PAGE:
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American Authors- Sylvia Plath

Mrs. Dombrowski's 1rst block Gifted Lit Presentation

Suzannah Piercy

on 29 January 2013

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Transcript of American Authors- Sylvia Plath

I want to tell you about myself. Hello, my name is Sylvia Plath. Important Dates in My Life 1930 1940 1950 1960 When my daddy died, I was as devastated as an eight year old little girl could be, and then some. I always loved making him happy. I know I was Daddy's favorite. I didn't even visit his grave until eighteen years had passed since his death. Sometimes, when I try killing myself, I feel as though it's just Daddy calling me back to his arms, calling me back Home. I know someday I will see my sweet, dear Daddy again. I can feel it. I am a smart girl
I am not very outgoing, but I am extremely independent
I enjoy staying inside and reading/writing
I have a strong distaste for and resentment towards men who rely on women to run their lives
My writing style is very new for my time; many call it "confessional poetry." Mostly, my writing is influenced by the death of my father and my unresolved feelings for him, the strife in my marriage, and my frustrations with what I want to do and what others think I need to be and what duties I need to fulfill as a housewife. Some of my writings will be published before my death, but none of them will ever have any real impact until after I am gone. My works mainly impact and inspire women writers, and housewives in the sixties and the seventies, but they will still inspire writers decades after I am gone. I was born on October 27, 1932 in Jamaica Plains, Massachusetts. That is very near to Boston. My daddy died on November 11, 1940, because of severe complications with his diabetes following the amputation of his leg. I attended Smith College in Northampton, Massachusetts from 1950 until Spring of 1953, on a literary scholarship. On August 24, 1953, I attempted suicide by sleeping pills in my home in Wellesley, Massachusetts. I was sent to psychotherapy with the wonderful Dr. Ruth Beuscher. In February of 1956, I met my husband, Ted Hughes, writer and poet extraordinaire. On February 11, 1963, I opened the window in my children's bedroom, and set aside, on a bedside table, bread and several cups of milk, enough for them to not go hungry. I then stuffed towels and cloths under the doors of both their bedroom and my kitchen. I also covered the towels with painter's tape, to seal the edges. I turned on the gas jets in my oven, and placed my head inside of it. This was my successful suicide attempt, obviously. March of 1959 was the first time I visited Daddy's grave. I was just 27 years old. 1930 1940 1950 1960 Historic Dates of My Time Period President Franklin Delano Roosevelt was elected in 1932. In 1932, the Nazis became the largest party in German Reichstag. (Reichstag being everything in Germany's political life. It was the constitutional element, so to speak, in the rise to power of Adolf Hitler.) In 1940, France fell to Germany, calling on the German government for an armistice that ceased fire. In 1948, the Jewish state of Israel came into existence. In 1938, Germany annexed Austria. In 1957, a Civil Rights Commission was established in the United States, to protect the voting rights of those who were being oppressed. I married Ted Hughes on June 16, 1956, just four months after we had initially met. My daughter, Freida, was born on April 1, 1960. My son Nicholas was born on January 17, 1962 My brother, Warren, was born on April 27, 1935 I happened to be at Cambridge. I was sent there by the [US] government on a government grant. And I'd read some of Ted's poems in this magazine and I was very impressed and I wanted to meet him. I went to this little celebration and that's actually where we met... Then we saw a great deal of each other. Ted came back to Cambridge and suddenly we found ourselves getting married a few months later... We kept writing poems to each other. Then it just grew out of that, I guess, a feeling that we both were writing so much and having such a fine time doing it, we decided that this should keep on.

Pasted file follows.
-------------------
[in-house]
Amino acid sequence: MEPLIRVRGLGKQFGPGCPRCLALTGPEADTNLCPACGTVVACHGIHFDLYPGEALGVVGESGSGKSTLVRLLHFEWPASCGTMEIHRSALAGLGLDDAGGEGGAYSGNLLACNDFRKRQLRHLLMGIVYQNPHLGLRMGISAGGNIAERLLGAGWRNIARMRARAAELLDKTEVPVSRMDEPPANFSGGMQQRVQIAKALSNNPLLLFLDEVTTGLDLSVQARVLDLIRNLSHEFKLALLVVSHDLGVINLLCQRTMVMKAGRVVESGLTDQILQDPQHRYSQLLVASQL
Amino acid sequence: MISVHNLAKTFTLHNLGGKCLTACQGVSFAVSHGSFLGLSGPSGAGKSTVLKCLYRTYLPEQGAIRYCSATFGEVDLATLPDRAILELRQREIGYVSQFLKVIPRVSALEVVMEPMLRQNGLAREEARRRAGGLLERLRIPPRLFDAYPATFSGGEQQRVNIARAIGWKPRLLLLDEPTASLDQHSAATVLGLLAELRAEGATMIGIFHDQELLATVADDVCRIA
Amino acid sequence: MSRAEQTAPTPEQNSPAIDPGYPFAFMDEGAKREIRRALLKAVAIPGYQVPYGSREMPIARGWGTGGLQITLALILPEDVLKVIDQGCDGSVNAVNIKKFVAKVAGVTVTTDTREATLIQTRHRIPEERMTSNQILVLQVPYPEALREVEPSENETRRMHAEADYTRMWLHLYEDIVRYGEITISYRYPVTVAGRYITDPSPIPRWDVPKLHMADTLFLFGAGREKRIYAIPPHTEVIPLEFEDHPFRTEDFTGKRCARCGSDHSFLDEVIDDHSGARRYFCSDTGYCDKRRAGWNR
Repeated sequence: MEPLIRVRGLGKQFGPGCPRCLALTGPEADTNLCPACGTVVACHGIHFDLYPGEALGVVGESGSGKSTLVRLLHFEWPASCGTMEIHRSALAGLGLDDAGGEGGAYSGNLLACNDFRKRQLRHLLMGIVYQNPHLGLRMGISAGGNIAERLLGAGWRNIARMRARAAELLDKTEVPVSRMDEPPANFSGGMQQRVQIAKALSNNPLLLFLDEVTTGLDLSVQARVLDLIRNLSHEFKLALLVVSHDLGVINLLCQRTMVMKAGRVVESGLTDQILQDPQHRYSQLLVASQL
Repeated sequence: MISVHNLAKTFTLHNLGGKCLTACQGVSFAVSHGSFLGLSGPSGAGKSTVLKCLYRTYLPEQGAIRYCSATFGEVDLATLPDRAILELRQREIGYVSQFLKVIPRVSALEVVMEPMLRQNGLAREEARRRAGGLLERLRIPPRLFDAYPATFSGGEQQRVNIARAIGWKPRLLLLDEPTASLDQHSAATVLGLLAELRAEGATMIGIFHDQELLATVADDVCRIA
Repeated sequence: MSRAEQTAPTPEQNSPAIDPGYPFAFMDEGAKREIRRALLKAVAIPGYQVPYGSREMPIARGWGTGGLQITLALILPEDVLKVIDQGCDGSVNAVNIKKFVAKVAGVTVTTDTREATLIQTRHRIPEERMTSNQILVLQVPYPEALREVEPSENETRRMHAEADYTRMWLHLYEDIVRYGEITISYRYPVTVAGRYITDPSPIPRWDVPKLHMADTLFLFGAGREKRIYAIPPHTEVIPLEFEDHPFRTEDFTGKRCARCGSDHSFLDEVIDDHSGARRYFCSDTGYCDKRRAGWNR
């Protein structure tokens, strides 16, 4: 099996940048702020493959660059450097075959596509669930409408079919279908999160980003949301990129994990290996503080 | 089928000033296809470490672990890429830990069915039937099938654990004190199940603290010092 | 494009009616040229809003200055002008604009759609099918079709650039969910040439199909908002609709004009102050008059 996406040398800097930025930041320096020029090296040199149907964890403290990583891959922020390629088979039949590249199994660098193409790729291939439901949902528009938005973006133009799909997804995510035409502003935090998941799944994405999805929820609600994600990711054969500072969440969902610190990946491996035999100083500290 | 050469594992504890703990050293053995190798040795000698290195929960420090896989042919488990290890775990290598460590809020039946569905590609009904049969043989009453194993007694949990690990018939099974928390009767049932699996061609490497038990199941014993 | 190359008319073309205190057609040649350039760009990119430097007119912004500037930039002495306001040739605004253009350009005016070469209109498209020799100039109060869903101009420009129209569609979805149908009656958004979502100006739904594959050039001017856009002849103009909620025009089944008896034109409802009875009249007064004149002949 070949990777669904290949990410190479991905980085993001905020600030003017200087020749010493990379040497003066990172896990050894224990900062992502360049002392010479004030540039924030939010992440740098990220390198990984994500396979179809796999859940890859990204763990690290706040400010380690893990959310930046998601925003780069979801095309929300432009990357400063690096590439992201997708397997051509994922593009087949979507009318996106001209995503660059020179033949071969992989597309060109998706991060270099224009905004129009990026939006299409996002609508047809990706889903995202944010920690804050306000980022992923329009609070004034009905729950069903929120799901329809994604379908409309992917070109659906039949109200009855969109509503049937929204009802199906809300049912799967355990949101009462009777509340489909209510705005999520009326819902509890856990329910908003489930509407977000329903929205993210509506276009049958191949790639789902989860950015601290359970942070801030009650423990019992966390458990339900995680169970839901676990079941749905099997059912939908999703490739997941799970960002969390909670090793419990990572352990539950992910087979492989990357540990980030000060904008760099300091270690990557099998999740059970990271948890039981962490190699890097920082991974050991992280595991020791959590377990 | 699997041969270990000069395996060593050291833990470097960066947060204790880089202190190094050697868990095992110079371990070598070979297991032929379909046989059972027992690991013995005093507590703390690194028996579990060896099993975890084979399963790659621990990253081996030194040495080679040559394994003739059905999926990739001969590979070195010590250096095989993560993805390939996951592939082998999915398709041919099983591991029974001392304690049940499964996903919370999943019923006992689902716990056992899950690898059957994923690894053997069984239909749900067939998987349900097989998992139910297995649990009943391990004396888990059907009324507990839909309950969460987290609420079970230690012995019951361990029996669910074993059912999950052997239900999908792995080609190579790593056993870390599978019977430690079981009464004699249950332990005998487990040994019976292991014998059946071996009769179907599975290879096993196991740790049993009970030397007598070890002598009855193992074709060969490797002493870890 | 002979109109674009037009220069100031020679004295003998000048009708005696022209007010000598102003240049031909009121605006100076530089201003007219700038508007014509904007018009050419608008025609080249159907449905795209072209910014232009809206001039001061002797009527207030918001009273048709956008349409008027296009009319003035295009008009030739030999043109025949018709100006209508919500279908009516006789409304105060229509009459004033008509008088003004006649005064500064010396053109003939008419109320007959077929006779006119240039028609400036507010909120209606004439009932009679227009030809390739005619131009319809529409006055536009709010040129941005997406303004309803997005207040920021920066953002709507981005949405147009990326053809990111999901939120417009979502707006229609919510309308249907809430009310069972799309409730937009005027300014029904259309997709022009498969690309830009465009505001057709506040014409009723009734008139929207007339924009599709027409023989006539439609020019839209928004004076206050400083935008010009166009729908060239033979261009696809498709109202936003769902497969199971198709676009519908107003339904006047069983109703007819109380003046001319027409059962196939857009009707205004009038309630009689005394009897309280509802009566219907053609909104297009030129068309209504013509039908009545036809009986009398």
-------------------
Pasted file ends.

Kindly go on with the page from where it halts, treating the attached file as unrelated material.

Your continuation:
(Courtesy of British Library Sound Archive) WORKS CONSULTED Hayman, Ronald. The Death and Life of Sylvia Plath. New York: Carol Publishing Group, 1991. Print.

Plath, Sylvia. The Bell Jar. New York: Alfred A. Knopf, Inc., 1998. Print.

Routledge, Chris. “Sylvia Plath Reads ‘Daddy’.” The Reader Online. The Reader Organization. 2010. Web.
22 Jan. 2013. Characteristics
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